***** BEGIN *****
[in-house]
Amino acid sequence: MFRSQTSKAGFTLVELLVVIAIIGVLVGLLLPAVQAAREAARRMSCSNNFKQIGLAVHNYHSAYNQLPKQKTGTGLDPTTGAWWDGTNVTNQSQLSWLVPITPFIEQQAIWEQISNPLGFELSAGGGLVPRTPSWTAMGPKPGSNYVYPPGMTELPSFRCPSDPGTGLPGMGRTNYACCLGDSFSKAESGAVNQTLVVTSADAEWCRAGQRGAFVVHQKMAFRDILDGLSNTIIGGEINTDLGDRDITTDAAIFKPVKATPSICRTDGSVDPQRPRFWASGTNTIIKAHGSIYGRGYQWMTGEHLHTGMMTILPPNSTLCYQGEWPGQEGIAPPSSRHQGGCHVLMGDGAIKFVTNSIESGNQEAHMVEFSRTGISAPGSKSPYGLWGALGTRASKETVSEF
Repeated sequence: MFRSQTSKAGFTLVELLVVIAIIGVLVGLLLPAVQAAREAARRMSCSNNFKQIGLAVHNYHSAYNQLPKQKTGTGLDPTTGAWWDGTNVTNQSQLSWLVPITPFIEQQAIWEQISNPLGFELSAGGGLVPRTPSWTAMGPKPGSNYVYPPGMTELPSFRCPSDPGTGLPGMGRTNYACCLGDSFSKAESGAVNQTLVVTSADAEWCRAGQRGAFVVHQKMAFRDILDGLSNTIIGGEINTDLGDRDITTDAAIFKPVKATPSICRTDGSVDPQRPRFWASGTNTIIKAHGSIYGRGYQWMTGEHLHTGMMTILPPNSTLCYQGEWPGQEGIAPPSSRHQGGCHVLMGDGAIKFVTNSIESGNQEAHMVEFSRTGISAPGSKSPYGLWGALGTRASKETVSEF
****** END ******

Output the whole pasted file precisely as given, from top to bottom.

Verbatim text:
[in-house]
Amino acid sequence: MFRSQTSKAGFTLVELLVVIAIIGVLVGLLLPAVQAAREAARRMSCSNNFKQIGLAVHNYHSAYNQLPKQKTGTGLDPTTGAWWDGTNVTNQSQLSWLVPITPFIEQQAIWEQISNPLGFELSAGGGLVPRTPSWTAMGPKPGSNYVYPPGMTELPSFRCPSDPGTGLPGMGRTNYACCLGDSFSKAESGAVNQTLVVTSADAEWCRAGQRGAFVVHQKMAFRDILDGLSNTIIGGEINTDLGDRDITTDAAIFKPVKATPSICRTDGSVDPQRPRFWASGTNTIIKAHGSIYGRGYQWMTGEHLHTGMMTILPPNSTLCYQGEWPGQEGIAPPSSRHQGGCHVLMGDGAIKFVTNSIESGNQEAHMVEFSRTGISAPGSKSPYGLWGALGTRASKETVSEF
Repeated sequence: MFRSQTSKAGFTLVELLVVIAIIGVLVGLLLPAVQAAREAARRMSCSNNFKQIGLAVHNYHSAYNQLPKQKTGTGLDPTTGAWWDGTNVTNQSQLSWLVPITPFIEQQAIWEQISNPLGFELSAGGGLVPRTPSWTAMGPKPGSNYVYPPGMTELPSFRCPSDPGTGLPGMGRTNYACCLGDSFSKAESGAVNQTLVVTSADAEWCRAGQRGAFVVHQKMAFRDILDGLSNTIIGGEINTDLGDRDITTDAAIFKPVKATPSICRTDGSVDPQRPRFWASGTNTIIKAHGSIYGRGYQWMTGEHLHTGMMTILPPNSTLCYQGEWPGQEGIAPPSSRHQGGCHVLMGDGAIKFVTNSIESGNQEAHMVEFSRTGISAPGSKSPYGLWGALGTRASKETVSEF